European Guarantees of Origin supply outweighed demand by more than 60 percentage points in the third quarter of 2021, AIB data showed.
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Transaction-based issuance of all technologies GOs, or supply, totaled 195 TWh during the quarter, while transaction-based cancellation, or demand, totaled 71.5 TWh. Although supply was greater than demand in the quarter, the demand for GOs has increased at a faster pace, compared with the same period a year ago, the data showed.
Hydro, wind, solar GOs
Hydro GOs supply continued to dominate the market in Q3 with around 108 TWh, almost unchanged from the same period a year ago, while the demand for hydro GOs reached 37 TWh, more than 6 TWh higher than a year ago. The supply was higher than Q3 2019, even with hydro stocks in deficit in Europe, particularly in the Nordics region, as more installed capacity was added across the year.
Wind GOs had the second highest supply, with around 36 TWh of GOs issued in Q3. The level was slightly lower than 2020 and 2019, due to low wind speeds and production in Europe in 2021. The demand for wind GOs grew at a faster pace than supply, compared with the same period a year ago. Wind GOs demand was more than 15 TWh in Q3, up about 17% from a year ago. The demand for wind GOs in Q3 2019 was at 9 TWh.
The sought after solar GOs had supply almost 18% higher than Q3 2020, with 14 TWh of GOs issued this year. The claim for deep-green technologies also pushed demand for solar GOs, with consumption 20% higher than the same period a year ago.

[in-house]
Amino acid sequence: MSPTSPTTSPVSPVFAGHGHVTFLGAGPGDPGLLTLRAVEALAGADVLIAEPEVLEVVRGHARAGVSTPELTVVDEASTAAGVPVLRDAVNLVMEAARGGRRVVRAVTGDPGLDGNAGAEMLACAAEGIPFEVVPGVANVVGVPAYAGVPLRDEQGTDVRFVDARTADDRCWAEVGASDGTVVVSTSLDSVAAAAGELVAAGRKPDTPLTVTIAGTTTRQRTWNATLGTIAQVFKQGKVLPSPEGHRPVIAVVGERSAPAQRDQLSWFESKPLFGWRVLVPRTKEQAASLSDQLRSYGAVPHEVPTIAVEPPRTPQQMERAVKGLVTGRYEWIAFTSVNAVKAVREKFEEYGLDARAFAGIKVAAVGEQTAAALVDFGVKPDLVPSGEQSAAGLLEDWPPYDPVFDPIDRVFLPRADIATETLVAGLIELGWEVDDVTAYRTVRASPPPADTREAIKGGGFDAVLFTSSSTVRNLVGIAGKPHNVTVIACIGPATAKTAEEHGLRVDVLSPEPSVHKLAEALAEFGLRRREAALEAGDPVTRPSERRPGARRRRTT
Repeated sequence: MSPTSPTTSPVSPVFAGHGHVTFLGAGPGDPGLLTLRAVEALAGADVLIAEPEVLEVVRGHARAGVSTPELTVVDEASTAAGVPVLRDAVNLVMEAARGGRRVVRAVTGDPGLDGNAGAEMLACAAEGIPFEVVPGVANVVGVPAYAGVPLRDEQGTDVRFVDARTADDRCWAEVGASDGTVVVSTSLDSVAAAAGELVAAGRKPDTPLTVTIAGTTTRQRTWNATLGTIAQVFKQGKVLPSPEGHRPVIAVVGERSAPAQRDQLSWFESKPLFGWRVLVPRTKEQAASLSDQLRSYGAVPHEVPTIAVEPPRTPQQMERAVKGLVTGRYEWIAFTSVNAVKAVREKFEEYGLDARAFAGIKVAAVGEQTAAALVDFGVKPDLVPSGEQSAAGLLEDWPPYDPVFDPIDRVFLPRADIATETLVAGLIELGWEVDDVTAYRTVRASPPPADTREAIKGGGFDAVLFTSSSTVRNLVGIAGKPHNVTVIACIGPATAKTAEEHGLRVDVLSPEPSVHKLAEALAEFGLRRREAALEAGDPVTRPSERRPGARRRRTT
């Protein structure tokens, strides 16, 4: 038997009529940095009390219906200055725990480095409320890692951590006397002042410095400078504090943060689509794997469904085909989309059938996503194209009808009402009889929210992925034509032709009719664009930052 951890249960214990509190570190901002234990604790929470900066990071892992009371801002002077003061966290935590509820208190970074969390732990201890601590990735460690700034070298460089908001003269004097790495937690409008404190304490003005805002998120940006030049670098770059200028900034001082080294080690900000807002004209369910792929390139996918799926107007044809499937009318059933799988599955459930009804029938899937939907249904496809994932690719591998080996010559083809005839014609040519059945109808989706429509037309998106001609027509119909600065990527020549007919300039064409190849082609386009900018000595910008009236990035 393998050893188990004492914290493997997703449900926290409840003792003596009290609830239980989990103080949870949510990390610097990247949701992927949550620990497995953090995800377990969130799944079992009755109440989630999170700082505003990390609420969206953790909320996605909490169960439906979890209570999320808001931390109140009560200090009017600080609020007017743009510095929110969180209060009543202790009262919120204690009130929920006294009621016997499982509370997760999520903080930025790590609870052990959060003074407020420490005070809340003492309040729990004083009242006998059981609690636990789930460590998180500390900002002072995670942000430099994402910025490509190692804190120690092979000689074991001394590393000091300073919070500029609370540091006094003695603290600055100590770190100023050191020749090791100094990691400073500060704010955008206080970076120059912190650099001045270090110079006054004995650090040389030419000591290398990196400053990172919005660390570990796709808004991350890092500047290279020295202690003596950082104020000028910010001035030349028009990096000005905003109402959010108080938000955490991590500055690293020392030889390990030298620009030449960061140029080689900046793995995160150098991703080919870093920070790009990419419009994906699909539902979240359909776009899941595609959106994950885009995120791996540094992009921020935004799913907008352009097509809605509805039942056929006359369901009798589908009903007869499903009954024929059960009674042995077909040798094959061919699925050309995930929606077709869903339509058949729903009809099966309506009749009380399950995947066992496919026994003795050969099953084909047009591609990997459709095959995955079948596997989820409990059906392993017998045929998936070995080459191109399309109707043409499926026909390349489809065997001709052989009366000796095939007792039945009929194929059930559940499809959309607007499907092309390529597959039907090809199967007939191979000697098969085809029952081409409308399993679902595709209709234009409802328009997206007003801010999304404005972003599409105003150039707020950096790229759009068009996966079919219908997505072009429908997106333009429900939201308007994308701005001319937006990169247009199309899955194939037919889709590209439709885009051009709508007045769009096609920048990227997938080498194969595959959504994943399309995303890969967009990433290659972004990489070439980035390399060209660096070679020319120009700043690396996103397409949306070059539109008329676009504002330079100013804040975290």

Biomass saw small growth in supply, with around 15 TWh of GOs issued, while demand was almost unchanged from Q3 2020, supporting buyers' appetite for deep-green technologies.
Other technologies, such as geothermal and fossil GOs saw a decline in supply, while demand grew 13% and 26%, respectively, with most fossil GOs accounting for activities around natural gas in the Netherlands, a country that implemented the energy-mix full-disclosure system using GOs earlier this year.
GO prices soar
GO prices reached all-time highs late-September, when the benchmark Nordic Hydro 2021 was trading at Eur1.11/MWh Sept. 30, according to S&P Global Platts, tracking a period of reduced hydro and wind power production in Europe. The prices were more than 30% higher than Sept. 20, and almost 60% higher than hydro and wind GOs early-July.
The prices jumped in response to the end of the European holiday season, as trading activity picked up, increasing liquidity amid low supply. Other technologies followed the trend.
Market sources expect an ever-growing interest in renewable energy certificates, as energy transition picks up pace and governments start imposing climate targets.
AIB data showed more countries adopting the AIB/GO scheme, with Belgium Wallonia becoming an AIB member Nov. 10, while Hungary, Montenegro, Bulgaria, and Bosnia Herzegovina slated to join next year.